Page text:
Abstract Summary:

    Personalised Learning Plans support Aboriginal and Torres Strait Islander families to develop a sense of belonging to the school community through trust and relationship building with all stakeholders involved in the child’s spiritual and emotional wellbeing and educational outcomes.

    What does healing mean for Aboriginal and Torres Strait Islander young people in Australia?

    Tyarna Larkin, Eric Toby, Harry Williams

    Biographies:

    The Healing Foundation’s Youth Advisory Group is comprised of young Aboriginal and Torres Strait Islander leaders from across Australia. The Youth Advisory Group was established to guide The Healing Foundation on a range of youth healing initiatives including the development of a national youth healing framework.

    Eric Toby is from the Torres Strait, with his mother’s connections to the central cluster Yam Island and his father’s connections to the top western Boigu Island. Eric is a member of the Healing Foundation’s Youth Advisory Group and is supporting the development of a national youth healing framework. He is completing a Certificate III in Mental Health and was an Outreach Support Worker across the Torres Strait. Toby has recently commenced a new role as a Mental Health Support Worker in Cairns.

    Harry Williams is a descendent of the Wiradjuri people from Cowra, NSW. Harry grew up in Canberra where he continues to live and work. Harrly is a member of the Healing Foundation’s Youth Advisory Group and is supporting the development of a national youth healing framework. He is passionate about educating people about the true history of our country. He considers himself fortunate for the opportunities he has had throughout his career in the community and public service sectors.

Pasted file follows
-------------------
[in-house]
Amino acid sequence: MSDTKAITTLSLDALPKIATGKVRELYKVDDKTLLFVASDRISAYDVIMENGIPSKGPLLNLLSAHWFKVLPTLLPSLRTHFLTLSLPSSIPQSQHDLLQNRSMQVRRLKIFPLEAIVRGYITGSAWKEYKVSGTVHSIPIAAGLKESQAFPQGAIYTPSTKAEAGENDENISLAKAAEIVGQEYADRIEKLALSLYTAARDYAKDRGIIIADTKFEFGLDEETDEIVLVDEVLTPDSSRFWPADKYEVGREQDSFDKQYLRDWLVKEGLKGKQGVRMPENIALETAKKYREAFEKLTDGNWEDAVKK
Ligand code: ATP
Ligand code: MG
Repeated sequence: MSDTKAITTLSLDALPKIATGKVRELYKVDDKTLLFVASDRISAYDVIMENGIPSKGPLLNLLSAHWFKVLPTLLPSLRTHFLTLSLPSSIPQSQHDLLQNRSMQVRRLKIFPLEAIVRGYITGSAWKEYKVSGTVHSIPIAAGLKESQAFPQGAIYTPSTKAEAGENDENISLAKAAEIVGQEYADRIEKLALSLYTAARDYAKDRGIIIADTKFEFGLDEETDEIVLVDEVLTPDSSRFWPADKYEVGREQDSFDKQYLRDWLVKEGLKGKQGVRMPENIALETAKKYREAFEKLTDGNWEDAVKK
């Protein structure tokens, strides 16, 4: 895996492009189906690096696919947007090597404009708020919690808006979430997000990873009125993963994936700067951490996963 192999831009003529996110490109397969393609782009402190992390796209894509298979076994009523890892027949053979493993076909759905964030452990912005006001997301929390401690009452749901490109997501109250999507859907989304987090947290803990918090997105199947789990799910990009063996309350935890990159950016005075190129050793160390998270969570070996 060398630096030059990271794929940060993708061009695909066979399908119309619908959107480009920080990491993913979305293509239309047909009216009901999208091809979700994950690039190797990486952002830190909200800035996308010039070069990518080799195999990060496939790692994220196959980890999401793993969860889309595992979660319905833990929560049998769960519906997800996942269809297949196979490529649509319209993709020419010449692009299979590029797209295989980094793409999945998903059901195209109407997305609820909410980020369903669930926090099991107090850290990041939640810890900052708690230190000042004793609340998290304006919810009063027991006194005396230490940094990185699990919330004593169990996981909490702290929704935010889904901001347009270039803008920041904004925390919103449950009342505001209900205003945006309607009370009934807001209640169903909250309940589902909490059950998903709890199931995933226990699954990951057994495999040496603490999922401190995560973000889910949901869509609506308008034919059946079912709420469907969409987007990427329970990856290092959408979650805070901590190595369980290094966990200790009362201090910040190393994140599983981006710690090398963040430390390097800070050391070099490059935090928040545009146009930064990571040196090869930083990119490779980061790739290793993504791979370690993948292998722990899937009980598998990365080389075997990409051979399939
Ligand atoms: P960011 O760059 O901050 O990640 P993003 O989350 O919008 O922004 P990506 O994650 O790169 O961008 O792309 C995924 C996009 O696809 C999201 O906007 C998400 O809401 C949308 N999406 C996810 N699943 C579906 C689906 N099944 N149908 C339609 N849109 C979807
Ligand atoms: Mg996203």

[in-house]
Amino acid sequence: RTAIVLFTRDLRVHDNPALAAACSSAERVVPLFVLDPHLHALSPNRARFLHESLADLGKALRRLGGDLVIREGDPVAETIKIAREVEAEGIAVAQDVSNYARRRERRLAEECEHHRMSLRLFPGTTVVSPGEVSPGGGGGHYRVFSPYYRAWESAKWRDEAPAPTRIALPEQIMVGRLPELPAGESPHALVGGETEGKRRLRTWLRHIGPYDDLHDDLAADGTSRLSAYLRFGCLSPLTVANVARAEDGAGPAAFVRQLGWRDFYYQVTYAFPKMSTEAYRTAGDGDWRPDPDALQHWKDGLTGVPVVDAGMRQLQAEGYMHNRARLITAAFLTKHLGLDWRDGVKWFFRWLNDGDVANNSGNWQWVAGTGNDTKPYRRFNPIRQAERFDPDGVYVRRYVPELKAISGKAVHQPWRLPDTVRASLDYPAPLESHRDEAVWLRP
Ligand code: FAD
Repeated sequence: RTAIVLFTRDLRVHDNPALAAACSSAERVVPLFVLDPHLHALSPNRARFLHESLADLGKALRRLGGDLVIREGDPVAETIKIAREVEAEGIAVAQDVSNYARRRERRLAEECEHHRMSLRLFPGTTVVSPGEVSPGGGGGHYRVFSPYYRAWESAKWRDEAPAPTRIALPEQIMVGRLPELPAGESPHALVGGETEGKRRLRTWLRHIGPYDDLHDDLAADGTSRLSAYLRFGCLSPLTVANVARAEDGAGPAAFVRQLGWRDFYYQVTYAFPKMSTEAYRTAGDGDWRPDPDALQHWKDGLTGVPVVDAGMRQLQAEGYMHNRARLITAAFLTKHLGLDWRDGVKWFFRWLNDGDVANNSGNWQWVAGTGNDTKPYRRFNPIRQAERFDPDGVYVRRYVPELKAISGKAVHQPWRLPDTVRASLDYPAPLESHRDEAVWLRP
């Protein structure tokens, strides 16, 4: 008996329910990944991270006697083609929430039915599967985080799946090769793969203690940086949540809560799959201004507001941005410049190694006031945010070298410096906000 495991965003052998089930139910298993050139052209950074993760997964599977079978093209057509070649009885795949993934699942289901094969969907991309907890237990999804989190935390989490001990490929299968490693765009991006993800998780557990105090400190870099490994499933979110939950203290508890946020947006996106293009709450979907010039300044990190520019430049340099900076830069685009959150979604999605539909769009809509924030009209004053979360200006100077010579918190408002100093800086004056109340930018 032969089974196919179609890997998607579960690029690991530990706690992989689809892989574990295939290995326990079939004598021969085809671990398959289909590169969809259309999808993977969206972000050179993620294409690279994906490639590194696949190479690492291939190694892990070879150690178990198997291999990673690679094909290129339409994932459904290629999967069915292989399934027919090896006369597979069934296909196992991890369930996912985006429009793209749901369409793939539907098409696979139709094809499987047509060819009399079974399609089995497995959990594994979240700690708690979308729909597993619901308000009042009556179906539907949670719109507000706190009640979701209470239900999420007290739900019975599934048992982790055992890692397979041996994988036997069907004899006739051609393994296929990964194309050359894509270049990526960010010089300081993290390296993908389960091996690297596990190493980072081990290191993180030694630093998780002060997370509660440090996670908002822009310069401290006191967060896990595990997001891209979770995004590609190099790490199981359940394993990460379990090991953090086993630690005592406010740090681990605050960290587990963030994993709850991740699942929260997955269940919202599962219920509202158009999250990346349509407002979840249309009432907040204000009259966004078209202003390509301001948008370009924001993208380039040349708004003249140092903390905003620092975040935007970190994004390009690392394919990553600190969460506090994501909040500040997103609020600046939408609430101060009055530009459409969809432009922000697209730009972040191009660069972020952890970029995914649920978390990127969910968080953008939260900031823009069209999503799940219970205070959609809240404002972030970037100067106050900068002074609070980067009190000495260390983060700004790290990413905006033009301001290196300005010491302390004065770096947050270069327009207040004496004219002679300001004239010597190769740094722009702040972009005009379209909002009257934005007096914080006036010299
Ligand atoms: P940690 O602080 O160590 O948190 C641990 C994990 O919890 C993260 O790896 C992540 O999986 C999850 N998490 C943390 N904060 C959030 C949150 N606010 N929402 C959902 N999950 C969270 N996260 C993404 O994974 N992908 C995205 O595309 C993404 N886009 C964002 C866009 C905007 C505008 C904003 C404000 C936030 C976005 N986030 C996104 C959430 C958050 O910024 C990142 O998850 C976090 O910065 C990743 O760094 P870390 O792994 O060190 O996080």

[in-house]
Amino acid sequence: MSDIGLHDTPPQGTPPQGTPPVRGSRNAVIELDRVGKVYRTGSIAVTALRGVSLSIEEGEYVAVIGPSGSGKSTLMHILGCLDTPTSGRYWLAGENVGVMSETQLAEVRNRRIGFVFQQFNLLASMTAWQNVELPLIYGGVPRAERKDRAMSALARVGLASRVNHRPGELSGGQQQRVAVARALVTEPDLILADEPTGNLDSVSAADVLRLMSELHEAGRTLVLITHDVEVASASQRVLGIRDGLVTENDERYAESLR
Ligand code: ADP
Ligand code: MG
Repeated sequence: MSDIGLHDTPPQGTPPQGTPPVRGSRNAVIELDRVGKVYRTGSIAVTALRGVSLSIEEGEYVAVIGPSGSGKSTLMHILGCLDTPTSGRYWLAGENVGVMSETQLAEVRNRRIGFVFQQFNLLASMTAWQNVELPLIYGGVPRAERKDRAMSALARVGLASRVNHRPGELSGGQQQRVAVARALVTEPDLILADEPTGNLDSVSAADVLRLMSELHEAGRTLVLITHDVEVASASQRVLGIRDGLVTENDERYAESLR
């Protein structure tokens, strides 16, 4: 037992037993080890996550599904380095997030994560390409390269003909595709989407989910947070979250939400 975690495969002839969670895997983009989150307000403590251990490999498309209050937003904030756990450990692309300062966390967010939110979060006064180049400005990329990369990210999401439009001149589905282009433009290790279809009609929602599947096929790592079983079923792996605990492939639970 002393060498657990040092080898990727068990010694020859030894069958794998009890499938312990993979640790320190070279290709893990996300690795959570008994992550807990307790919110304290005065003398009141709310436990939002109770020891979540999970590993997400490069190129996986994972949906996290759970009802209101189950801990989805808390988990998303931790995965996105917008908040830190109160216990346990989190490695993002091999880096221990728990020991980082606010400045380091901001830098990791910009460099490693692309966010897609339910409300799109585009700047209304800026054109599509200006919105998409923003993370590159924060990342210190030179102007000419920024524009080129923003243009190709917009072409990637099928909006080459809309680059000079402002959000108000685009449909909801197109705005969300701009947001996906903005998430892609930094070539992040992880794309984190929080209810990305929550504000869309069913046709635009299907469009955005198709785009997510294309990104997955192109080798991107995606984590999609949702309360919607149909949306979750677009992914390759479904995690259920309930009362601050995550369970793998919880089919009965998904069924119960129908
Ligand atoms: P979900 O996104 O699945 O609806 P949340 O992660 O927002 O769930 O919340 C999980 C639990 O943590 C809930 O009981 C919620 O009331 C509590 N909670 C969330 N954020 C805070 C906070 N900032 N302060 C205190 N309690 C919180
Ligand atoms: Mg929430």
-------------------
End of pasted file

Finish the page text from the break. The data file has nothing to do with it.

Tyarna Larkin is a Bundjalung and Wiradjuri woman from Tweed Heads, Northern NSW. Tyarna is currently completing a Bachelor of Social Work with Honours at UNSW Sydney. Tyarna is a member of the Healing Foundation’s Youth Advisory Group and is supporting the development of a national youth healing framework. She also works as a Children’s Program Worker at the University of Sydney’s Settlement Centre. Tyarna is passionate about working with the Indigenous community, particularly children, knowing that anything is possible with the right support and foundations.

    Abstract Summary:

    Members of the Healing Foundation’s Aboriginal and Torres Strait Islander Youth Advisory Group will present the key findings of the first ever national youth healing forum and their proposed solutions to improve the social and emotional wellbeing of Aboriginal and Torres Strait Islander young people.

    Supporting Stronger Futures: Cultural Therapeutic Way

    Sue-Anne Hunter, VACCA

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    Biography:

    Sue-Anne Hunter is an Aboriginal woman who is strong in her culture and descends from the Wurundjeri people. She is committed to self-determination and advocating for the rights of her people. Sue-Anne has worked at VACCA for 18 years and is currently the Statewide Principal Practitioner.

    Abstract Summary:

    The VACCA approach to Aboriginal children and young people and families integrates culture, trauma informed and self-determination theories to guide healing practice. This cultural therapeutic approach, Cultural Therapeutic Ways is informed by an evidence base and includes tools and resources to support implementation.

  • Playgroups, making a difference in the first 1000 days

    Fiona May

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    Biography:

    Fiona May is CEO of Playgroup Australia, the peak body for state and territory playgroup organisations, a position she has held since July 2018. Fiona has extensive experience as a leader in the community sector both as a CEO and as a Board director. In 2018, Fiona was awarded the ACT Not-for-profit Leader of the Year by the Institute of Managers and Leaders and also received the ACT Chief Ministers award for Championing Human Rights.

    Abstract summary:

    This presentation provides a brief overview of the diversity of research into the role and value of playgroup across three outcomes themes: for children; for parents and families; and for community and society. Forthcoming research on the developmental, social and economic value of play and playgroup will also be explored.

    Reframing Parenting: How we can change public perceptions of parenting in Australia

    Annette Michaux, Bethany Lamont, Dr Kirsty Nowlan